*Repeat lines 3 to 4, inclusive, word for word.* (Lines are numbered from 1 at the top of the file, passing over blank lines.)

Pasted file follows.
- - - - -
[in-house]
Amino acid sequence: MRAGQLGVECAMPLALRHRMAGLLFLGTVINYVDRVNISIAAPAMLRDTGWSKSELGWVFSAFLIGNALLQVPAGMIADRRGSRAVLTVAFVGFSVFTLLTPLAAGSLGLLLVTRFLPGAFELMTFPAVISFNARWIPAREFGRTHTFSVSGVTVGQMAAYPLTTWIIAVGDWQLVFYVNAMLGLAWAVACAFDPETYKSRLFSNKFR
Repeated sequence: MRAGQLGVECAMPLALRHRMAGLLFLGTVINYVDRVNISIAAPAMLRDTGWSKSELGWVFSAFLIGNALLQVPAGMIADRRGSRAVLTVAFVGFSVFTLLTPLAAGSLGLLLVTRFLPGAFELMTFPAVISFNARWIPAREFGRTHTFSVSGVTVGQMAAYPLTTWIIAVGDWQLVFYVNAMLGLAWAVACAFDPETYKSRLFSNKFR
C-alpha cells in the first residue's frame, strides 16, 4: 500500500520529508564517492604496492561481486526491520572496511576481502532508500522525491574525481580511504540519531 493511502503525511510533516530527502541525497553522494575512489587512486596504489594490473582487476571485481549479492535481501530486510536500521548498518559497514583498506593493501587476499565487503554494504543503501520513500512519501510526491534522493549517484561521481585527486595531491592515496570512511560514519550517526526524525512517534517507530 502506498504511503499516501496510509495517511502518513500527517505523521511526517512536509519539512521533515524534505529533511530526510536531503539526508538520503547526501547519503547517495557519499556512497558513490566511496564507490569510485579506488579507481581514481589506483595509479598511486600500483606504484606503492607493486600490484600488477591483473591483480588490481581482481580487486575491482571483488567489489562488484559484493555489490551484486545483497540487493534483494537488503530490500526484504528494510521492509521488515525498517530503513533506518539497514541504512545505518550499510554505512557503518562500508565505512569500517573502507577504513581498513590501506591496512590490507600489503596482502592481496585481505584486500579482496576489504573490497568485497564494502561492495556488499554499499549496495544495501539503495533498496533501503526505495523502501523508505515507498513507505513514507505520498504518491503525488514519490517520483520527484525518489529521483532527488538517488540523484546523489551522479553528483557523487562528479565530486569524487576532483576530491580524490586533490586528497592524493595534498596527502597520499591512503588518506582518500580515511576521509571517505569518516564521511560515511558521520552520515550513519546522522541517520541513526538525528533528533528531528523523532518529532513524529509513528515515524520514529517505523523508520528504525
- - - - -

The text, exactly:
Repeated sequence: MRAGQLGVECAMPLALRHRMAGLLFLGTVINYVDRVNISIAAPAMLRDTGWSKSELGWVFSAFLIGNALLQVPAGMIADRRGSRAVLTVAFVGFSVFTLLTPLAAGSLGLLLVTRFLPGAFELMTFPAVISFNARWIPAREFGRTHTFSVSGVTVGQMAAYPLTTWIIAVGDWQLVFYVNAMLGLAWAVACAFDPETYKSRLFSNKFR
C-alpha cells in the first residue's frame, strides 16, 4: 500500500520529508564517492604496492561481486526491520572496511576481502532508500522525491574525481580511504540519531 493511502503525511510533516530527502541525497553522494575512489587512486596504489594490473582487476571485481549479492535481501530486510536500521548498518559497514583498506593493501587476499565487503554494504543503501520513500512519501510526491534522493549517484561521481585527486595531491592515496570512511560514519550517526526524525512517534517507530 502506498504511503499516501496510509495517511502518513500527517505523521511526517512536509519539512521533515524534505529533511530526510536531503539526508538520503547526501547519503547517495557519499556512497558513490566511496564507490569510485579506488579507481581514481589506483595509479598511486600500483606504484606503492607493486600490484600488477591483473591483480588490481581482481580487486575491482571483488567489489562488484559484493555489490551484486545483497540487493534483494537488503530490500526484504528494510521492509521488515525498517530503513533506518539497514541504512545505518550499510554505512557503518562500508565505512569500517573502507577504513581498513590501506591496512590490507600489503596482502592481496585481505584486500579482496576489504573490497568485497564494502561492495556488499554499499549496495544495501539503495533498496533501503526505495523502501523508505515507498513507505513514507505520498504518491503525488514519490517520483520527484525518489529521483532527488538517488540523484546523489551522479553528483557523487562528479565530486569524487576532483576530491580524490586533490586528497592524493595534498596527502597520499591512503588518506582518500580515511576521509571517505569518516564521511560515511558521520552520515550513519546522522541517520541513526538525528533528533528531528523523532518529532513524529509513528515515524520514529517505523523508520528504525